Calif. to Crack Down on Biodiesel Feedstock Thieves

John Davis

california_state_flagTheft of kitchen grease to be made into biodiesel has been a growing problem, as entrepreneurs and home brewers have caught on to the low-cost way to make the fuel. In California, according to the Crown City News, a measure to crack down on stealing what used to be just thrown out is advancing in the state legislature, passing by unanimous vote in the Assembly and now heading to the state Senate.

“Restaurants are finding that their used kitchen grease is a hot commodity that has sparked grease wars in a battle over who can cash in on the ‘liquid gold’ that is then converted into biodiesel fuel,” explained [bill sponsor Chris Holden (D-Pasadena)]. “This bill closes a loophole in enforcement code that will make it easier to stop the bad players.”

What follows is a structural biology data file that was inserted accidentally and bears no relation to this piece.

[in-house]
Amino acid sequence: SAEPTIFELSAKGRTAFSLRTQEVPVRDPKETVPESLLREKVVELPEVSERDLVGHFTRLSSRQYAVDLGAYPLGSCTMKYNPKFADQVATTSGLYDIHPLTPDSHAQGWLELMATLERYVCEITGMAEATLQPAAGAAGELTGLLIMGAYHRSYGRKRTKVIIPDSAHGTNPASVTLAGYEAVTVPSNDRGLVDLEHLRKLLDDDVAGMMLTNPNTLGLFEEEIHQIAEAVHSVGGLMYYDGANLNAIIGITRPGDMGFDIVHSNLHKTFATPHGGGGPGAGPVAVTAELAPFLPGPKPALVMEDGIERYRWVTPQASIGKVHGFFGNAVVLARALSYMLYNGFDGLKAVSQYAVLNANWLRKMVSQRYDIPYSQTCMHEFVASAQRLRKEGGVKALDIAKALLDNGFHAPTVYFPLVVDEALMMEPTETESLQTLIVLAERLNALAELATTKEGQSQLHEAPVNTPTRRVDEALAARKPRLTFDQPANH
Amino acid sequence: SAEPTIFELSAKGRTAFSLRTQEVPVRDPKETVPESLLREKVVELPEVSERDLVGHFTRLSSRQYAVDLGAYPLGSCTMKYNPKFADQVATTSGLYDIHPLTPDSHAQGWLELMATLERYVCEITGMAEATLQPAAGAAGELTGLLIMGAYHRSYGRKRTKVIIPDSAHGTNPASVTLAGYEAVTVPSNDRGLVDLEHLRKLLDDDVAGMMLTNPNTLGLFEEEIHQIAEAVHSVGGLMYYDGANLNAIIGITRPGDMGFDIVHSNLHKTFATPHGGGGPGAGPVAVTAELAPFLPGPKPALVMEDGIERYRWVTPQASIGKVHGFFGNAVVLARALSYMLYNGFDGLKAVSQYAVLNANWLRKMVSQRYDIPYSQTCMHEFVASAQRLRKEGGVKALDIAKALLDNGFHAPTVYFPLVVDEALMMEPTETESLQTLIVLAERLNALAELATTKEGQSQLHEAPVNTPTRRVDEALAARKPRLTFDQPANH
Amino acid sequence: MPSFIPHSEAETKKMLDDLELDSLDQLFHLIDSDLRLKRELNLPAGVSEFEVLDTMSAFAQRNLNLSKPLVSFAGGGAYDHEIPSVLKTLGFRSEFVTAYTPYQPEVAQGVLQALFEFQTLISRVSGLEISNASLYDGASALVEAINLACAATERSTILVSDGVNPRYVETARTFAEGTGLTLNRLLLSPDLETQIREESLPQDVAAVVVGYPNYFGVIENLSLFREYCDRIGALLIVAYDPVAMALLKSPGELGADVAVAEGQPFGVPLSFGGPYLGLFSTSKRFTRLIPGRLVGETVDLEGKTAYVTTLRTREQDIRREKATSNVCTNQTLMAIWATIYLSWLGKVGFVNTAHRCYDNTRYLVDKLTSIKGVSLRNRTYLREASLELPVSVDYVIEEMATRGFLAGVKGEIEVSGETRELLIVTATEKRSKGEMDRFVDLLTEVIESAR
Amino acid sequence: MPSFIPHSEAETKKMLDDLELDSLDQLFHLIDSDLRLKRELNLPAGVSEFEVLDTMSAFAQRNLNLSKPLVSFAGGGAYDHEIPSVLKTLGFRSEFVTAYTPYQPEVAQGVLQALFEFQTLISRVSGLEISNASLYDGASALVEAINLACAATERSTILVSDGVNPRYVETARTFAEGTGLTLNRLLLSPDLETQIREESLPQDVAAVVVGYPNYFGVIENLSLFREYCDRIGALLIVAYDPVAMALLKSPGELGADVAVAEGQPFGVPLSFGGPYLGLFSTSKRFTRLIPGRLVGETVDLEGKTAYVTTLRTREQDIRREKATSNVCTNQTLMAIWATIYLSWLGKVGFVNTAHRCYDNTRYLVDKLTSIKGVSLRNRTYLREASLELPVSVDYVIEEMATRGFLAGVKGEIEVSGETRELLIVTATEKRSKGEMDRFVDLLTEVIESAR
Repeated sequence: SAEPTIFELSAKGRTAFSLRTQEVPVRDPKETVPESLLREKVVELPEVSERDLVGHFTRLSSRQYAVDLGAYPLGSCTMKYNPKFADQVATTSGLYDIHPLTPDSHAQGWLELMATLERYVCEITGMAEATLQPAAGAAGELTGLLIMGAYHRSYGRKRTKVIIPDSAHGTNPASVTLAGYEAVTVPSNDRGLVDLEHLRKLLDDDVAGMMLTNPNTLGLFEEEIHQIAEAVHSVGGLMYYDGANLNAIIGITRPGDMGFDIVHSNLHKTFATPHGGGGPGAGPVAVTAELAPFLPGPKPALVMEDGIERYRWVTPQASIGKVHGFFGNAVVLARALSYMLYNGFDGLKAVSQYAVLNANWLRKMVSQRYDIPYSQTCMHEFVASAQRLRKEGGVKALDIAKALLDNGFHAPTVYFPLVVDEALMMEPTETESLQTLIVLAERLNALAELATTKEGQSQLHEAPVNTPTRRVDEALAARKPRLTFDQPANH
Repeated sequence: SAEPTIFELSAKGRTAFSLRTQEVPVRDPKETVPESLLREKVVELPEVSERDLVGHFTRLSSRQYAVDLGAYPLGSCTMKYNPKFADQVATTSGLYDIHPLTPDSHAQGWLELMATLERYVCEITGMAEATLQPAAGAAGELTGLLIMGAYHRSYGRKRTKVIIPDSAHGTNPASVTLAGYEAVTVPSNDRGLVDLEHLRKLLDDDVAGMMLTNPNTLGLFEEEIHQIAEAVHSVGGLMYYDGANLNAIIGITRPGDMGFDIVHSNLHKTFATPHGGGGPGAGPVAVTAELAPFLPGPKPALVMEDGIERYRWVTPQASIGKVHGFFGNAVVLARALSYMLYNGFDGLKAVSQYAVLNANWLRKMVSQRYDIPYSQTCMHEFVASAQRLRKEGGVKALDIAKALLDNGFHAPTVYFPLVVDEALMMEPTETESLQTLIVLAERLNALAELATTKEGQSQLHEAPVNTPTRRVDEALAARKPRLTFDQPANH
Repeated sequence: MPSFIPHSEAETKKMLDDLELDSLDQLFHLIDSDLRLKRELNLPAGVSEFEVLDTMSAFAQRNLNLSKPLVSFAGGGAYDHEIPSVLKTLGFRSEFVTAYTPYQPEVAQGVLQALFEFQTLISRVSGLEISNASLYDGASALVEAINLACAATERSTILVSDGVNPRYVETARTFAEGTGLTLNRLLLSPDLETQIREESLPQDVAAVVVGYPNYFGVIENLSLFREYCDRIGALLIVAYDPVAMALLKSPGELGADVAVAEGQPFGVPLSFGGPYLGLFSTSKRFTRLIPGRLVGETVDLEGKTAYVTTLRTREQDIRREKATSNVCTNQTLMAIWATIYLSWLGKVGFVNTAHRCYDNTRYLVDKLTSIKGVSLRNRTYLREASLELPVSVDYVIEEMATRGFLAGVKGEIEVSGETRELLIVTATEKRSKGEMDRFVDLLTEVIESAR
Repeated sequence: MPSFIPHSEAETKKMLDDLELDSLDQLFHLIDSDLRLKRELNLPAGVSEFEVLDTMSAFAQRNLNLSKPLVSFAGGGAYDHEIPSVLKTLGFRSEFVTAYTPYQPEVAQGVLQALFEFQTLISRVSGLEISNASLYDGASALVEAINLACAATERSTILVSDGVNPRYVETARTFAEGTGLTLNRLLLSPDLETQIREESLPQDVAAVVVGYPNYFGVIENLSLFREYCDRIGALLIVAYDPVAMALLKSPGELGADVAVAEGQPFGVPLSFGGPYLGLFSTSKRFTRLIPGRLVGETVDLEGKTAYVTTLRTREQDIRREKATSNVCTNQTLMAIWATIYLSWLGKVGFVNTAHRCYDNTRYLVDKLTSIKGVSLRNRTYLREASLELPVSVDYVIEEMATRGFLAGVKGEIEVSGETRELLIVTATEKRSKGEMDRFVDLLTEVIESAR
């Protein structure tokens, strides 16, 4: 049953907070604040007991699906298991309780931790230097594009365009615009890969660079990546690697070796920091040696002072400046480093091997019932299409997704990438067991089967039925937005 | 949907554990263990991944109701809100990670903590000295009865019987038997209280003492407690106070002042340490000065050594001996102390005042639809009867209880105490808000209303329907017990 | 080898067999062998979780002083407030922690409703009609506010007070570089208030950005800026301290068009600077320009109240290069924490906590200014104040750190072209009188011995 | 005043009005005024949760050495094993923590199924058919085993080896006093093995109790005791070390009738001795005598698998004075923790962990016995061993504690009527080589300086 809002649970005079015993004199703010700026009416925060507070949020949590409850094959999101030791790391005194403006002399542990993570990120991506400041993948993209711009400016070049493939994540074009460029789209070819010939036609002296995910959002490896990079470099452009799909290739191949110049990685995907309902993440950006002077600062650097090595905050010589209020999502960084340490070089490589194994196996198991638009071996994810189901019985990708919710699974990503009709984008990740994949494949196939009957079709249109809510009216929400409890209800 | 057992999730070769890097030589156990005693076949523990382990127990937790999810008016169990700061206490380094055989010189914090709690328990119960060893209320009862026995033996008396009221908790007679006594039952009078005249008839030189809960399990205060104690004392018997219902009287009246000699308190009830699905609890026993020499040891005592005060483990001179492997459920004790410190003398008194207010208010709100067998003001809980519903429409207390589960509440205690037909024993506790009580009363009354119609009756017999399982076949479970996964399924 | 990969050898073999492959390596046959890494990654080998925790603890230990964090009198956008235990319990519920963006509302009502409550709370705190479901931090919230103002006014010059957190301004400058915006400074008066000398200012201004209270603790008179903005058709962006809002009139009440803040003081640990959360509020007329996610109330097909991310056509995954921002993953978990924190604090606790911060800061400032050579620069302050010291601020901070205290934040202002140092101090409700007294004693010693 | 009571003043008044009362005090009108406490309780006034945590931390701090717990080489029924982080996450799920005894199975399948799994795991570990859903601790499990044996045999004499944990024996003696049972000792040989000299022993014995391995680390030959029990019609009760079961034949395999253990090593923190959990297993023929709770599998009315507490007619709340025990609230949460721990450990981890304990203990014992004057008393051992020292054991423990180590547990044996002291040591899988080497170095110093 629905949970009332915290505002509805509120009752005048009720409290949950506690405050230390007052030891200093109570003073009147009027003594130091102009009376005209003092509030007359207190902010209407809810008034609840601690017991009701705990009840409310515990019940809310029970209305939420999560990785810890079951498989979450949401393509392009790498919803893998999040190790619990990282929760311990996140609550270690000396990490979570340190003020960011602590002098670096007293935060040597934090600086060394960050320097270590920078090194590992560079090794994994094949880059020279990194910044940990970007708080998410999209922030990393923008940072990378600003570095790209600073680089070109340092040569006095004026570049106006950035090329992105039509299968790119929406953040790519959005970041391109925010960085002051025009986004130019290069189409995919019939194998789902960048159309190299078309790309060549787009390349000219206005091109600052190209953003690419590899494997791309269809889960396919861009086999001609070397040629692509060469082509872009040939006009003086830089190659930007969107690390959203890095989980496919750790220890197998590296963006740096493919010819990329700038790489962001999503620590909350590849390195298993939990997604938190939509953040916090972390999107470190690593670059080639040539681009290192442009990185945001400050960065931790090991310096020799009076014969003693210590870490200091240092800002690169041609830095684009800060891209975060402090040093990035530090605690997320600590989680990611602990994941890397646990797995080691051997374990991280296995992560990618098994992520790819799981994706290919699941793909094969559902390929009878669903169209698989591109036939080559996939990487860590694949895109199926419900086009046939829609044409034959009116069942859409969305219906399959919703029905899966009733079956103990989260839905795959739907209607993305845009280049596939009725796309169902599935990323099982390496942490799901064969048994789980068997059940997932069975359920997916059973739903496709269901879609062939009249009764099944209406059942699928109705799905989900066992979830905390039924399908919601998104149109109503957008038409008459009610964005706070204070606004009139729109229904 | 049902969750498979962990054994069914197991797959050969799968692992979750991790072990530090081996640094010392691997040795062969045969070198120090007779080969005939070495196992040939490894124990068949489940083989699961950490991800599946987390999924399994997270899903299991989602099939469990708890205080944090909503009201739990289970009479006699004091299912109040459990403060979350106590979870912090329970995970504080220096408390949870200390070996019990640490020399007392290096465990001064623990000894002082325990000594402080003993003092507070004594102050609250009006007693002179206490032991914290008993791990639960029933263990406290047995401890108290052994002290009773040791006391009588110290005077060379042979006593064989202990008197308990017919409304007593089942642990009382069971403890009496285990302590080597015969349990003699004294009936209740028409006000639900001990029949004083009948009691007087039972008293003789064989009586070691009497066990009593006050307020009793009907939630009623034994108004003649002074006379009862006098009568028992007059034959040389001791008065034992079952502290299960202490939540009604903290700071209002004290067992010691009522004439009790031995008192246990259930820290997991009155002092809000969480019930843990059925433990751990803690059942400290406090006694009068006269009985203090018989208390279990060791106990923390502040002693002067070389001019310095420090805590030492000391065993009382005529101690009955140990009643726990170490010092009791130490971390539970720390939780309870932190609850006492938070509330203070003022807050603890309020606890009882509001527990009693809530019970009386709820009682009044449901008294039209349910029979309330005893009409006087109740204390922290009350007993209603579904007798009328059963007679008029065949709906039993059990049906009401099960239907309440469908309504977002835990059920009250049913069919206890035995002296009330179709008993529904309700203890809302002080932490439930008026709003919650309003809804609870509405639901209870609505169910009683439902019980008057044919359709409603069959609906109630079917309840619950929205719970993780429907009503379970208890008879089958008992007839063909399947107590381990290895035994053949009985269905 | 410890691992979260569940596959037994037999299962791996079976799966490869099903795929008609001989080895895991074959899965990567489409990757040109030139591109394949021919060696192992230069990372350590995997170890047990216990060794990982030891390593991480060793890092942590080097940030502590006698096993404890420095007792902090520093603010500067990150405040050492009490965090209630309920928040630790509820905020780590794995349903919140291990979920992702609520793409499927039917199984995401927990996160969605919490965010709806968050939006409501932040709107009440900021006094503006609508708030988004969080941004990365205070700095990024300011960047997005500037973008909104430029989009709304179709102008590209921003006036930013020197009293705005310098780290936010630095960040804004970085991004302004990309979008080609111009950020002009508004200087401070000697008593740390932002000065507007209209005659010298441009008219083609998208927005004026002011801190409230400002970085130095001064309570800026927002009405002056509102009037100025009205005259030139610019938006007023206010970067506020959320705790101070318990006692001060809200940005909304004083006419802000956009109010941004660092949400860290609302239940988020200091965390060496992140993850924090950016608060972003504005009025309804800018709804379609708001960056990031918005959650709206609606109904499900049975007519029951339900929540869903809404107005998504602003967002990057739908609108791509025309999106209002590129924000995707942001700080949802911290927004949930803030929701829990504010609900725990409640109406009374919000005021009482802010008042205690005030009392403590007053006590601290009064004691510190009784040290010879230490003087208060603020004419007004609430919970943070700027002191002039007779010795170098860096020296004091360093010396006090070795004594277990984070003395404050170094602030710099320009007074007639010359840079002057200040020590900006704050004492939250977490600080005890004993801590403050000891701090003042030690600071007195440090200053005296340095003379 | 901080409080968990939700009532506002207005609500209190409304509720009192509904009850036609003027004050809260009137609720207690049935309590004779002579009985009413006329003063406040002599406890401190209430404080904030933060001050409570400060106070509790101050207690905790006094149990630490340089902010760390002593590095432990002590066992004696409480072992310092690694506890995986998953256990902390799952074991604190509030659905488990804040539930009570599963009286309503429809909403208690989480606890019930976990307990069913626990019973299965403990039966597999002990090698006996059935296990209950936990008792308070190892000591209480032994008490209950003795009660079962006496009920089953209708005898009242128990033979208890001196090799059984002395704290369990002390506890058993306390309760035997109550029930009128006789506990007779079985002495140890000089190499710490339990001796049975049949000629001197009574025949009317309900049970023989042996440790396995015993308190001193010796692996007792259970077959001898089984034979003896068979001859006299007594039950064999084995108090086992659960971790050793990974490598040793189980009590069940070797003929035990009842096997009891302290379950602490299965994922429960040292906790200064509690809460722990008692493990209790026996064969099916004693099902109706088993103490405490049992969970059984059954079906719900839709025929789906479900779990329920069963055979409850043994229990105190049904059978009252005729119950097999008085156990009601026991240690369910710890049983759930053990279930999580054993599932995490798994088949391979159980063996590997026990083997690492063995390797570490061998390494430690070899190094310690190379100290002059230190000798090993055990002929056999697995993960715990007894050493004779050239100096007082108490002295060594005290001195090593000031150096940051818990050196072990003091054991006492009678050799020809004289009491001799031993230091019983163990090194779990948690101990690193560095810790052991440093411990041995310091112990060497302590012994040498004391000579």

According to the California Department of Food and Agriculture, a typical fast-food restaurant produces 150-250 pounds of grease a week and a fully loaded pumper truck could bring in as much as $900 at a recycling center. Thieves often strike in the night and syphon off the used grease and sell it on the black market.

The bill, AB 1566, beefs up requirements for licensed haulers, increases penalties for stealing grease and allows law enforcement to impound vehicles for up to 15 days.

Biodiesel, Legislation